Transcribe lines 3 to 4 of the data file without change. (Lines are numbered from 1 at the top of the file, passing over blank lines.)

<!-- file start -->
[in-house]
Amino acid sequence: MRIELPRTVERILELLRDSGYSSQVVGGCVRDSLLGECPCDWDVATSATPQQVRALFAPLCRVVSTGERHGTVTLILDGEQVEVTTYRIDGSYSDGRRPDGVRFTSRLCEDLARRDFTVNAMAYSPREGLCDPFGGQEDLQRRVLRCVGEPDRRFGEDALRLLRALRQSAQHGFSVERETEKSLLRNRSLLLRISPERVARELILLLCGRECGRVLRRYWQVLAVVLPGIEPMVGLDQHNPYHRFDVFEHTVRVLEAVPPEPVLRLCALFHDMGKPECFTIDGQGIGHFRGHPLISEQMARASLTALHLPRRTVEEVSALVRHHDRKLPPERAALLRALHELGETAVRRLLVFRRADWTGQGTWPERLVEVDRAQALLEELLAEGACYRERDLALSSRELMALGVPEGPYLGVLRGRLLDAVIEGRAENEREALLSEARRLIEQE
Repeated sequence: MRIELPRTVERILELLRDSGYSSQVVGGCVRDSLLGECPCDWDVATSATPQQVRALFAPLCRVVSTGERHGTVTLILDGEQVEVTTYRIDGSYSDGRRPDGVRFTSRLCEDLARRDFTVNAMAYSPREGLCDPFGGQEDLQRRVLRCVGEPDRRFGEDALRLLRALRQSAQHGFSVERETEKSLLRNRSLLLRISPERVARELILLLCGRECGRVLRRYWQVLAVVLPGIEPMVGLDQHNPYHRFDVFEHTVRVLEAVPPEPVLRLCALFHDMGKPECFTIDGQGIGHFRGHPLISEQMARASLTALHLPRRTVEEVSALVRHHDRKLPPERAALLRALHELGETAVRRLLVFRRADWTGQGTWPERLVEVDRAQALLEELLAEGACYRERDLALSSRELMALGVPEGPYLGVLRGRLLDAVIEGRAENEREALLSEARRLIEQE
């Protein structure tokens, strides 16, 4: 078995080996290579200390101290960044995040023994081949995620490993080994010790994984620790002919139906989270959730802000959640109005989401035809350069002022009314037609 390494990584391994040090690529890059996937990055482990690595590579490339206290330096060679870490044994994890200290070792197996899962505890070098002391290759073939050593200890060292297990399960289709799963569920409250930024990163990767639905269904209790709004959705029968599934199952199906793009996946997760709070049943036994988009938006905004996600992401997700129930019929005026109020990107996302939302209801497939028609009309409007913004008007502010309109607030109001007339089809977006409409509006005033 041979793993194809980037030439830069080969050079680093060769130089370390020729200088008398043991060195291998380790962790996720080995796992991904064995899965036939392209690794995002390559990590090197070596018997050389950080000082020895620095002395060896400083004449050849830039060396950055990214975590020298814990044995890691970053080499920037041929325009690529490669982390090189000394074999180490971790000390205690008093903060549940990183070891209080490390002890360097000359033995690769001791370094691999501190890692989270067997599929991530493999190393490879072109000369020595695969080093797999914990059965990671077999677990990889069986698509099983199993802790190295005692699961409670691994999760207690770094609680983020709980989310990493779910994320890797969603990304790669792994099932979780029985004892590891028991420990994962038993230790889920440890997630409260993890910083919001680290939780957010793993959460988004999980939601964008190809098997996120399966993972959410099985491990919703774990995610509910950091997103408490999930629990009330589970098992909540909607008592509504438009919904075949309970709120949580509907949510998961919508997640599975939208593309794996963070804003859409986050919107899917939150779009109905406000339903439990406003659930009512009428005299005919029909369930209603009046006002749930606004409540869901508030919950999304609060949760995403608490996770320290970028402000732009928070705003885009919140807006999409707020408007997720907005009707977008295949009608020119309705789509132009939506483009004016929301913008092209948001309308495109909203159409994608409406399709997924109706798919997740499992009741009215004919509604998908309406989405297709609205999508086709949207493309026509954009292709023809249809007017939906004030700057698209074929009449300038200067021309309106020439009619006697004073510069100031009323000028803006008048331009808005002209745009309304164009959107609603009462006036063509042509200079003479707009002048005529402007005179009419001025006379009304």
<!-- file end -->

Repeated sequence: MRIELPRTVERILELLRDSGYSSQVVGGCVRDSLLGECPCDWDVATSATPQQVRALFAPLCRVVSTGERHGTVTLILDGEQVEVTTYRIDGSYSDGRRPDGVRFTSRLCEDLARRDFTVNAMAYSPREGLCDPFGGQEDLQRRVLRCVGEPDRRFGEDALRLLRALRQSAQHGFSVERETEKSLLRNRSLLLRISPERVARELILLLCGRECGRVLRRYWQVLAVVLPGIEPMVGLDQHNPYHRFDVFEHTVRVLEAVPPEPVLRLCALFHDMGKPECFTIDGQGIGHFRGHPLISEQMARASLTALHLPRRTVEEVSALVRHHDRKLPPERAALLRALHELGETAVRRLLVFRRADWTGQGTWPERLVEVDRAQALLEELLAEGACYRERDLALSSRELMALGVPEGPYLGVLRGRLLDAVIEGRAENEREALLSEARRLIEQE
């Protein structure tokens, strides 16, 4: 078995080996290579200390101290960044995040023994081949995620490993080994010790994984620790002919139906989270959730802000959640109005989401035809350069002022009314037609 390494990584391994040090690529890059996937990055482990690595590579490339206290330096060679870490044994994890200290070792197996899962505890070098002391290759073939050593200890060292297990399960289709799963569920409250930024990163990767639905269904209790709004959705029968599934199952199906793009996946997760709070049943036994988009938006905004996600992401997700129930019929005026109020990107996302939302209801497939028609009309409007913004008007502010309109607030109001007339089809977006409409509006005033 041979793993194809980037030439830069080969050079680093060769130089370390020729200088008398043991060195291998380790962790996720080995796992991904064995899965036939392209690794995002390559990590090197070596018997050389950080000082020895620095002395060896400083004449050849830039060396950055990214975590020298814990044995890691970053080499920037041929325009690529490669982390090189000394074999180490971790000390205690008093903060549940990183070891209080490390002890360097000359033995690769001791370094691999501190890692989270067997599929991530493999190393490879072109000369020595695969080093797999914990059965990671077999677990990889069986698509099983199993802790190295005692699961409670691994999760207690770094609680983020709980989310990493779910994320890797969603990304790669792994099932979780029985004892590891028991420990994962038993230790889920440890997630409260993890910083919001680290939780957010793993959460988004999980939601964008190809098997996120399966993972959410099985491990919703774990995610509910950091997103408490999930629990009330589970098992909540909607008592509504438009919904075949309970709120949580509907949510998961919508997640599975939208593309794996963070804003859409986050919107899917939150779009109905406000339903439990406003659930009512009428005299005919029909369930209603009046006002749930606004409540869901508030919950999304609060949760995403608490996770320290970028402000732009928070705003885009919140807006999409707020408007997720907005009707977008295949009608020119309705789509132009939506483009004016929301913008092209948001309308495109909203159409994608409406399709997924109706798919997740499992009741009215004919509604998908309406989405297709609205999508086709949207493309026509954009292709023809249809007017939906004030700057698209074929009449300038200067021309309106020439009619006697004073510069100031009323000028803006008048331009808005002209745009309304164009959107609603009462006036063509042509200079003479707009002048005529402007005179009419001025006379009304």